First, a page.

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‘Pact of Amsterdam’ agreed

Words: Laura Edgar

The European Commission's informal ministerial meeting on urban matters has agreed on the “Pact of Amsterdam", which sets out the principles of the Urban Agenda for the European Union (EU).

The meeting was made up of the 28 ministers in charge of urban matters, the European Commission (EC), representatives from other EU institutions, and representatives from European cities.

The aim was to endorse the Pact of Amsterdam (pdf), which sets out the Urban Agenda for the EU, including key principles.

The Urban Agenda for the EU centres on the development of 12 partnerships on 12 identified urban challenges. These partnerships, said the commission, would allow cities, member states, EU institutions and stakeholders to work together on an equal basis to find common ways to improve urban areas in the EU.

Action plans designed by the partnerships focus on a more effective implementation of existing EU policies in cities in areas such as environment, transport and employment, said the commission.

The actions plans, it added, are in line with its commitment to better regulation. 

In addition, it would focus on easing access to EU funding, promoting combination of EU funds and “enhancing the knowledge base regarding urban matters and the exchange of best practices.

Four pilot partnerships have already been launched:

  • The inclusion of migrants and refugees, coordinated by the city of Amsterdam;

  • Air quality, coordinated by the Netherlands;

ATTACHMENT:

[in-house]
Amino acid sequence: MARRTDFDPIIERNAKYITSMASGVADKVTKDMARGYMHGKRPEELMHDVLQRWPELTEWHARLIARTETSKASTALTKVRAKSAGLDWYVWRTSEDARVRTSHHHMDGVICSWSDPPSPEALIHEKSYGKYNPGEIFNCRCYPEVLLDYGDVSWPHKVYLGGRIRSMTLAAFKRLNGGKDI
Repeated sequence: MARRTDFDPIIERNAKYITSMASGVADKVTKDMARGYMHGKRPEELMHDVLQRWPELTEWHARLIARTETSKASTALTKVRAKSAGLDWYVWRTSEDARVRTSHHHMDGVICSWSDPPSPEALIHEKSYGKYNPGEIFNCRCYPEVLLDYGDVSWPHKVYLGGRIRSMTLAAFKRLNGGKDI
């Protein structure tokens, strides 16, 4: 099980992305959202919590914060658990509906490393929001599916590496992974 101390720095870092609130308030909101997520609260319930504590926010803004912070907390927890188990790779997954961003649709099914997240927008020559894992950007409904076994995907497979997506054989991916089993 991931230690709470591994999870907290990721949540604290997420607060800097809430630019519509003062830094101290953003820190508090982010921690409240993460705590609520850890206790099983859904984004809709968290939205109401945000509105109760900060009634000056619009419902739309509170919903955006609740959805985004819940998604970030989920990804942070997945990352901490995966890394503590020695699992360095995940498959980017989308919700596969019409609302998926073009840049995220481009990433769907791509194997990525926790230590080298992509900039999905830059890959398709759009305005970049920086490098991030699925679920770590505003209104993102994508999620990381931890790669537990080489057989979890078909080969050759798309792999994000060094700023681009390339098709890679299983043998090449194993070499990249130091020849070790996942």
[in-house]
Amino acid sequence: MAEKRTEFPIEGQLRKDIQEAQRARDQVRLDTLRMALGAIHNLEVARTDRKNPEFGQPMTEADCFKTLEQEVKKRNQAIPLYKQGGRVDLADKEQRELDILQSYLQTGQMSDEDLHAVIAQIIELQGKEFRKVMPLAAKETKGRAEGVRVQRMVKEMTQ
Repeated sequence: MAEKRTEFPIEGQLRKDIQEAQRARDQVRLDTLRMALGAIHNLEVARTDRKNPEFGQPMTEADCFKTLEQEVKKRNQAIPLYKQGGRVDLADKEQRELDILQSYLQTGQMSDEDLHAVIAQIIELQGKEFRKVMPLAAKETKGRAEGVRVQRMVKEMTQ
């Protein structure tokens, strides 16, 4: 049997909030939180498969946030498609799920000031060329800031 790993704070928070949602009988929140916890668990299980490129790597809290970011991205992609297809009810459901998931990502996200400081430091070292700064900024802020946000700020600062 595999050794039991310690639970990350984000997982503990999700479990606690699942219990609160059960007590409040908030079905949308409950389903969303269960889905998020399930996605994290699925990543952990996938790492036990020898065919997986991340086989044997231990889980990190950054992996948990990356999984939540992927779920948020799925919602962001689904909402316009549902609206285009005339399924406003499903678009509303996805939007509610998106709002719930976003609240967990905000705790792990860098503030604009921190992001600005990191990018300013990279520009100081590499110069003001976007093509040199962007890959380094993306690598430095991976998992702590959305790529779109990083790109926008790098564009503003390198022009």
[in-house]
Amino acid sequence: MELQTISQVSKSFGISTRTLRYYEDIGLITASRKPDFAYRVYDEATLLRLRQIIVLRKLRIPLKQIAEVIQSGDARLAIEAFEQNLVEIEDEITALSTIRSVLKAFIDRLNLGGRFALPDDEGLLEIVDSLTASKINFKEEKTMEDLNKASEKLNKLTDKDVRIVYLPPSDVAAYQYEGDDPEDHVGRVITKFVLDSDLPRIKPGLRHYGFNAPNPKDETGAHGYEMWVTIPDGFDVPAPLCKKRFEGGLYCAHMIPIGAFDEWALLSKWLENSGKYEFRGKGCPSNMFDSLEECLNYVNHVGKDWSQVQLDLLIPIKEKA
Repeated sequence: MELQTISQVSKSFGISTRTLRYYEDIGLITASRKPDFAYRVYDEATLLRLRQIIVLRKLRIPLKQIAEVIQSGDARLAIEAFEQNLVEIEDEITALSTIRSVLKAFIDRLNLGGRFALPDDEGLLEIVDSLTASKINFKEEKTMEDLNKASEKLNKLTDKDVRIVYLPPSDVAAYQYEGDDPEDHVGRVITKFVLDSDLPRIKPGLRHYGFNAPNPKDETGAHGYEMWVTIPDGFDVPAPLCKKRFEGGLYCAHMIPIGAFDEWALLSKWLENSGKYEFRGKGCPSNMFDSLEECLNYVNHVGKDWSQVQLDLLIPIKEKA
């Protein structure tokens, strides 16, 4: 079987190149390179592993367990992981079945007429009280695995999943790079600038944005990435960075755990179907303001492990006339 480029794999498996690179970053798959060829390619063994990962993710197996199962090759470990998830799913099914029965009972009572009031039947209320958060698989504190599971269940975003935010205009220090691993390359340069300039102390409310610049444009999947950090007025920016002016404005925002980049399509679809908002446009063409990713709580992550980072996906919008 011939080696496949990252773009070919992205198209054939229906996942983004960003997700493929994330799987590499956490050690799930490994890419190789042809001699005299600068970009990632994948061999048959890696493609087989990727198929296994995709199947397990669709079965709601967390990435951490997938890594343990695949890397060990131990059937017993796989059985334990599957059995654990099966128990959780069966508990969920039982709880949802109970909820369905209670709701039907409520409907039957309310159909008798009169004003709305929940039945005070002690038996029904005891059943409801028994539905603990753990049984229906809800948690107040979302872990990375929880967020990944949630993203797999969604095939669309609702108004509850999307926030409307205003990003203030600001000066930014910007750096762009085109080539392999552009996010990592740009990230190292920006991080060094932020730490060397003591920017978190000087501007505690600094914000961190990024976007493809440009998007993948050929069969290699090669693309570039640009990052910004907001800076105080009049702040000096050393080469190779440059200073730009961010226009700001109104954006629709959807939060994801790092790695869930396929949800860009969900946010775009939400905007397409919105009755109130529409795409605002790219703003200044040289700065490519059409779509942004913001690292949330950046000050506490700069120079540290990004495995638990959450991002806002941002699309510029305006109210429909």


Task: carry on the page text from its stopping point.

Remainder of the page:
• Housing, coordinated by Slovakia; and

  • Urban poverty, coordinated by Belgium and France.

The remaining partnerships will be launched between the end of 2016 and the summer of 2017.

Maroš Šefčovič, the commission’s vice-president in charge of the Energy Union, said: “Cities are living laboratories in the transition to a low-carbon economy. The European Commission works hand in hand with mayors and regional authorities to enable them to showcase the good examples as an incentive and a source of inspiration to others, in Europe as well as outside Europe."

Corina Crețu, commissioner for regional policy, said cities are “hubs of creativity and engines of European growth”, but they face “major” challenges, such as social exclusion, air pollution and unemployment.

“We need to tackle these problems together. Our commitment to having an Urban Agenda shows that we are putting urban matters higher on our agenda and are ready to listen more to our cities when it comes to what works for them and what needs to be improved,” she said.

More information about the partnerships can be found here.

The Pact of Amsterdam can be found here (pdf).

Image credit | iStock